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Piracy Funds Fashionistas
August 10, 2010 2:24 PM   Subscribe

Stop Fashion Piracy! Senator Chuck Schumer and ten co-sponsers have introduced the Innovative Design Protection and Piracy Prevention Act (Govtrack). Similar to legislation from previous Congressional sessions, this would extend copyright protection to fashion designs. Currently, the fashion industry does have trademark protection, which allows legal recourse for designers and brands to go after counterfeiting, but designs and concepts are free to be imitated. The bill has the support of the Council of Fashion Designers of America and the American Apparel and Footwear Association. This is the cumulation of a multi-year effort to extend copyright protections to fashion designers (that included sidestops where they tried to co-opt Michelle Obama into their efforts and where one of the top fashion copyright proponents gets caught copying other people's designs), and would change an industry that historically has worked within a dramatically different culture from other creative industries.

Of course, not everyone is excited about the idea. TechDirt has actually had surprisingly robust coverage of this issue -- they're not for it, if you can guess. Here is USC's Johanna Blakley giving a wonderful TEDtalk about the impact of the lack of IP law on fashion culture and how it promotes innovation in the industry.

A list of some of the legislation's provisions from Susan Scafidi over at CounterfeitChic.com:
Something old (from the previous bills):
• Short, 3-year term of protection.
• Structure. It's an amendment to chapter 13 of the Copyright Act, which currently applies only to vessel hulls.
• High standard to qualify for protection, amounting to originality plus novelty. New and unique designs will qualify for protection, while everything else remains in the public domain.
• Independent creation defense. As in copyright, it's theoretically possible for creative lightning to strike twice, without triggering liability.

Something new:
• No registration, period. This eliminates a previous hurdle, goes one step beyond copyright, and benefits emerging designers, my greatest personal concern over the past 5 years.
• Heightened pleading standards to discourage litigation, a.k.a. pleading with particularity.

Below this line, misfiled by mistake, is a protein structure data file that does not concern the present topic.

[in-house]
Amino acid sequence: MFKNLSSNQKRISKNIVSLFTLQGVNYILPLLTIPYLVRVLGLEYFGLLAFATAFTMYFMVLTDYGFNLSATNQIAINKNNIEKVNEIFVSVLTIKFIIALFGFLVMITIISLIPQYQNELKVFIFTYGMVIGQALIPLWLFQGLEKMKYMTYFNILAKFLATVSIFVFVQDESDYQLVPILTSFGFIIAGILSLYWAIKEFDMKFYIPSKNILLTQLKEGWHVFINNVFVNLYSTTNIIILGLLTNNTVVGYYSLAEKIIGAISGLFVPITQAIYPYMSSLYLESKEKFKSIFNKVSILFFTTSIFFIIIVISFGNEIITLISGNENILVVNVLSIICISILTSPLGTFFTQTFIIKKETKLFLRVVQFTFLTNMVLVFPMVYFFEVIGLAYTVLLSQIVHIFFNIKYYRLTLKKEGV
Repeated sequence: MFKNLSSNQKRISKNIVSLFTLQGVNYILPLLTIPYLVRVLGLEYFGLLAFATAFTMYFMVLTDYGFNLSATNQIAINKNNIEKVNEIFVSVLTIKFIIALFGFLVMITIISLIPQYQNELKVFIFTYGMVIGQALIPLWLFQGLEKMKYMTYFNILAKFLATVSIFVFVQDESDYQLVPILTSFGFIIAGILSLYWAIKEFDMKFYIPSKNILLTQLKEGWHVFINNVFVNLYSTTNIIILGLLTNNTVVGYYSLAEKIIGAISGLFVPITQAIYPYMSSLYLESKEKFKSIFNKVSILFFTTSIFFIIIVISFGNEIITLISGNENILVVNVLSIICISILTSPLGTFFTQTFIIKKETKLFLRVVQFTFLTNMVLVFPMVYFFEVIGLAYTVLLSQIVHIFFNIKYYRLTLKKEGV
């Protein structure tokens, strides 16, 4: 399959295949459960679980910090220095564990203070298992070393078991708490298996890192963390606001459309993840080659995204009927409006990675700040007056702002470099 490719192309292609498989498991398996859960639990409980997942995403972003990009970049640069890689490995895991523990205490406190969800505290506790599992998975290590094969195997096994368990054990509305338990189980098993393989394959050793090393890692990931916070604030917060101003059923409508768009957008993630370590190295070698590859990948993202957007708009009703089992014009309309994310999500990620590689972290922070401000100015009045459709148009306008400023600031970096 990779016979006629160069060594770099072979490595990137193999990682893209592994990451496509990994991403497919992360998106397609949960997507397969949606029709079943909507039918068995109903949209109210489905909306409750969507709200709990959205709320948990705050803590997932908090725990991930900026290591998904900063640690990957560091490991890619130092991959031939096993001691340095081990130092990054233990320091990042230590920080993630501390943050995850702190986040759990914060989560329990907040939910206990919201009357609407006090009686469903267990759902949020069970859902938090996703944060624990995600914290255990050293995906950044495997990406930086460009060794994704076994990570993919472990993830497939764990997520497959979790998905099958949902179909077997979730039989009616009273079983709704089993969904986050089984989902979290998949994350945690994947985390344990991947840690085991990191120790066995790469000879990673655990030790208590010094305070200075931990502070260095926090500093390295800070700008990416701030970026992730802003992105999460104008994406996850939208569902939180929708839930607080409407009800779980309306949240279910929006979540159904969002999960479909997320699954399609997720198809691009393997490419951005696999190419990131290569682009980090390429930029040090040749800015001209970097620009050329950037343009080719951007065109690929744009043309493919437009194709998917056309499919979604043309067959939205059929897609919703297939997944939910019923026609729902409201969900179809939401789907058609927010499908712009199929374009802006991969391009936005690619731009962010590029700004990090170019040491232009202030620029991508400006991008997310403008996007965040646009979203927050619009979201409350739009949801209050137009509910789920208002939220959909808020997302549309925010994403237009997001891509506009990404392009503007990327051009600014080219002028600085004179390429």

• Home sewing exception. This expands the fair use-style provisions already in this chapter of the Copyright Act -- and means that the fashion police can't raid crafters' closets looking for illegal downloads dresses.

Something borrowed:
• Substantially identical standard for infringement, largely borrowed from trademark. Probably the most publicly debated issue, and a compromise dating back to the initial hearing on the DPPA when I proposed a narrower "closely and substantially similar" as an opening gambit and a ranking member of the committee floated "virtually identical" as an alternative. There have been many iterations since, resulting in this compromise.

Something blue:
• Initial mood -- which is probably what a true compromise should engender. But nothing that another century of lobbying from fashion designers couldn't fix! In the end, this bill addresses the needs of emerging designers, offers recognition and protection to all creative fashion designers, brings the U.S. in line with IP law in other fashion design-producing countries, closes a legal loophole related to counterfeiting, and will force former copyists to actually design clothing or at least sign licensing agreements -- meaning more jobs for designers and more affordable choices for consumers. Not bad for half a decade's work.
posted by Weebot (53 comments total) 11 users marked this as a favorite

 
Death to fashion!
posted by TwelveTwo at 2:26 PM on August 10, 2010 [4 favorites]


I'm for anything that prevents the 70's from coming back into style.
posted by Pastabagel at 2:31 PM on August 10, 2010 [1 favorite]


God, talk about the power of presentation; typically I think I'd be against this, but the something old/new/borrowed/blue has charmed me.

This is why I would be a crap Congressperson.
posted by MCMikeNamara at 2:34 PM on August 10, 2010 [1 favorite]


1. I thought the whole point of fashion was for everyone to follow the same trends. Great quote from Harvey Danger: "Fashion is the art of brainwashing the proud."